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TURQUOISE MOUNTAIN
Although located in the Mineral Park Mining District outside of Kingman, Arizona, the Turquoise Mountain mine has been considered a separate classic mine because of the difference in it’s appearance from other Kingman area turquoise. Turquoise Mountain turquoise has also been known as Old Man Turquoise. It has its own unique blue and blue-green color and many times has been found with a golden or beautiful rust colored spider webbing.

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TYRONE
Tyrone MineTyrone turquoise encompassed a group of mines in the Burro Mountains near the town of Silver City, New Mexico and is associated with the Tyrone Copper mine. It has been said that more high-grade turquoise was produced in this area than any single deposit on record. Turquoise mining in the Burro Mountains had been carried out in prehistoric times and then later by the Spanish. Artifacts, stone tools along with fragments of turquoise and hammers of the local granite were common at the sites. An early mining engineer named Zalenski had noted that after visiting the mines in 1907 there were still traces of fire used to break up the rocks and that one forty-foot shaft still remained though most of the work in the area had been done in open trenches. Kunz, in his work mentions an old Indian burial ground in the area, in which turquoise was found in some form in every grave. Ancient operations helped to determine the locations of some of the more modern claims.

According to Pogue, John Coleman who was locally known as "Turquois John" is credited with the first modern discovery of turquoise in the area. He is said to have discovered some old workings while on a hunting trip in 1875. W.J. Foley and Nicholas Ransome have also been associated with the discovery. The story goes that Foley, of Silver City, was informed by Indian traders that turquoise was present near the town and that ancient workings were known in the mountains. A search by Foley is said to have resulted in the finding of these ancient excavations in the Burro Mountains.

The largest mine in the area was the Azure mine. It was located 10 miles southwest of Silver City and was opened in 1891. It became not only the most famous turquoise mine in the area but the country. Pogue states in his 1915 classic work on turquoise that "It has been operated in modern times more extensively than any other turquois mine in this country, and its stones are the equal of the Persian gems.” In 1893 the famous “Elizabeth Pocket” was entered, which produced more high-grade turquoise than any single deposit on record.” The Elizabeth Pocket was 100 feet long, 40 feet wide, and 40 to 50 feet high. It was thought to be the riches vein of turquoise ever discovered. The cut cabochons were marketed throughout the country with ads appearing in Harper’s and McClure’s magazines. Each gem was engraved with a circle on the back with the ad stating, "None genuine without the ring O on the reverse side.” Azure turquoise, because of its hardness, was guaranteed not to change color.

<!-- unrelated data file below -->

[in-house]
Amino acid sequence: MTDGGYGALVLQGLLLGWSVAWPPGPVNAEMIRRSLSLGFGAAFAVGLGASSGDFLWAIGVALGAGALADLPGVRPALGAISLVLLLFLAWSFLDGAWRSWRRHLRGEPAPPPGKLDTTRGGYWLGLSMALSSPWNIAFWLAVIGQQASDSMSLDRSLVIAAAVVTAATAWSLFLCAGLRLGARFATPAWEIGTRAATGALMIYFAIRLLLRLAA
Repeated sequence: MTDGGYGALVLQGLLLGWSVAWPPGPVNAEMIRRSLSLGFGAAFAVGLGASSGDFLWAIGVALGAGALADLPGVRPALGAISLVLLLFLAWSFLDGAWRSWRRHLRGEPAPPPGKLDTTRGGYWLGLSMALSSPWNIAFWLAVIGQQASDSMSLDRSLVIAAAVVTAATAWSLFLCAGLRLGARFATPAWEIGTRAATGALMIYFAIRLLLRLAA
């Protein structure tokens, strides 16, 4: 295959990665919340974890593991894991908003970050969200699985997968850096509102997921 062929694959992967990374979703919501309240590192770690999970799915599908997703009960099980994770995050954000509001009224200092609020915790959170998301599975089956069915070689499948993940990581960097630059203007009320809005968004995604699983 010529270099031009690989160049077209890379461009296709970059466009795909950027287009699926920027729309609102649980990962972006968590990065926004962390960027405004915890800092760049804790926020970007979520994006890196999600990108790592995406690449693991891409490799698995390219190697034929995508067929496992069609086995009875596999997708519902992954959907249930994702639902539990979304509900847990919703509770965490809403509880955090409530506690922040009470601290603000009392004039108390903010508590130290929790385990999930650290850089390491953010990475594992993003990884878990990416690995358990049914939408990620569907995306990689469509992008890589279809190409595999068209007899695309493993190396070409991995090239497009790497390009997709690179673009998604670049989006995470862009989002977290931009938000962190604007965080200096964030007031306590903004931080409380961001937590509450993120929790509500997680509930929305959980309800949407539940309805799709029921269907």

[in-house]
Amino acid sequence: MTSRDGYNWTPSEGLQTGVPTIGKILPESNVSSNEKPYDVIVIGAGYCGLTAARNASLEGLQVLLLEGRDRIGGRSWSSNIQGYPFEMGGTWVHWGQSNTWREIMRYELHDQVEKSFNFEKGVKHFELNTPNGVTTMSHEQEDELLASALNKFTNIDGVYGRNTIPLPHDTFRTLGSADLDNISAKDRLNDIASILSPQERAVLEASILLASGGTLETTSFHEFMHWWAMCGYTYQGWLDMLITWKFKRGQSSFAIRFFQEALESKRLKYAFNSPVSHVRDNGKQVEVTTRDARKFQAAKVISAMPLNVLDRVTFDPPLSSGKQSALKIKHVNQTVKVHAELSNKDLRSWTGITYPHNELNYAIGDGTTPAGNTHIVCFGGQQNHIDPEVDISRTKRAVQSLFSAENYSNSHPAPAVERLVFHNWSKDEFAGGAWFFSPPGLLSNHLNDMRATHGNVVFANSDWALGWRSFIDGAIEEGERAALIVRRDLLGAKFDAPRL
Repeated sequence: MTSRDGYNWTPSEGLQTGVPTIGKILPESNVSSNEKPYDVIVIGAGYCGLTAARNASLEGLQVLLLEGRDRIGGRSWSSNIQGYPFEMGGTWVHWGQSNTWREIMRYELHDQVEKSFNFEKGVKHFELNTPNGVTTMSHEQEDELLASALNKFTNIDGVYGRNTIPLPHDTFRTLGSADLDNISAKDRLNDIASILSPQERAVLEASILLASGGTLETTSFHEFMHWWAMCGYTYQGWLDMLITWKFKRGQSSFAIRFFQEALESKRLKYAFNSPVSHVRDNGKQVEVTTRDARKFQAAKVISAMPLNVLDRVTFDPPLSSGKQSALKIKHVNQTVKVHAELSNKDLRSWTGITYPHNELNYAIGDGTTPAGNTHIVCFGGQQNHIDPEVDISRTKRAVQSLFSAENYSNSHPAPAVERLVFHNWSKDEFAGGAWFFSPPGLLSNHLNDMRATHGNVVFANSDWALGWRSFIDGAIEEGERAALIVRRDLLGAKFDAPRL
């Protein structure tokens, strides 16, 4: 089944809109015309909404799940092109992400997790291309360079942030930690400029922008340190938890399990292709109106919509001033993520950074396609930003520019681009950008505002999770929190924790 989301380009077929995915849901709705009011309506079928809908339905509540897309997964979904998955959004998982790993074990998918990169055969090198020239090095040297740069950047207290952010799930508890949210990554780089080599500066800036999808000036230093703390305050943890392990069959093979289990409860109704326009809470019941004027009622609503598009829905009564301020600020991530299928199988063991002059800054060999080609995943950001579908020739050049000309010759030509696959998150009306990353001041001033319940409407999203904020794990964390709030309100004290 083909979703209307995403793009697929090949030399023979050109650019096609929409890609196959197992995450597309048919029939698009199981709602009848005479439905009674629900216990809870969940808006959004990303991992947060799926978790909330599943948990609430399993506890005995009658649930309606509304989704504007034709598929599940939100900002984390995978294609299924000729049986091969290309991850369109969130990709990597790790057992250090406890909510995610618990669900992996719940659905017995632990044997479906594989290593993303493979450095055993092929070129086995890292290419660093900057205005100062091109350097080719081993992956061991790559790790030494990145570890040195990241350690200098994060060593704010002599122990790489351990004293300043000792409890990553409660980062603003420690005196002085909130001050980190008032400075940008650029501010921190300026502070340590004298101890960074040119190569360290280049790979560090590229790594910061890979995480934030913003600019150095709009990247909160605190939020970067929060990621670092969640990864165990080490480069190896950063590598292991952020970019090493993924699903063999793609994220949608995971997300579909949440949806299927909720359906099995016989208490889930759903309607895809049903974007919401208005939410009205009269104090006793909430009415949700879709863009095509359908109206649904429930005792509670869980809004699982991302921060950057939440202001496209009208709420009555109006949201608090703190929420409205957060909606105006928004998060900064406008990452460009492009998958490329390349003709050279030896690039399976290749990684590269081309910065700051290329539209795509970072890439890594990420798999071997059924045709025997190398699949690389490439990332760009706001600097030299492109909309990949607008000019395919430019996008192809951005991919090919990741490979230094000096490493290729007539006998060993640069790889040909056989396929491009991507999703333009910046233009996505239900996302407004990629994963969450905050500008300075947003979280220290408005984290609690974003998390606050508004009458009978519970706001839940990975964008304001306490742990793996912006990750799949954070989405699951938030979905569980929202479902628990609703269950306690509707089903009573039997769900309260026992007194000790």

The material that is available today is usually from older collections. In its high-grade form Tyrone turquoise is a hard, translucent, brilliant or deep blue and today valued highly for it beauty and rarity.
The richness of turquoise found over the centuries in Southwest New Mexico leads one to believe or hope that even today there may be a number of deposits still waiting to be found and claimed in the beautiful but rugged Burro Mountains.

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VILLA GROVE
Villa Grove Mine-Web cabThe Villa Grove mine, once known as Hall mine, is northwest of the town of Villa Grove in the San Luis Valley of Colorado. Villa Grove was one of the Colorado mines that showed signs of ancient Indian workings. It was rediscovered sometime in the 1890’s and mined for copper with major turquoise operations beginning in the early 1900’s. A bright blue turquoise was mined both clear and also with a fine spider web which sometimes resembled the finest Lone Mountain turquoise from Nevada. In fact the Villa Grove mine was owned in 1965 by Menalis Winfield, who had also owned the Lone Mountain mine in Nevada. Although very rare, turquoise from this area can still appear in today’s market.

 
   
 
 
 
     
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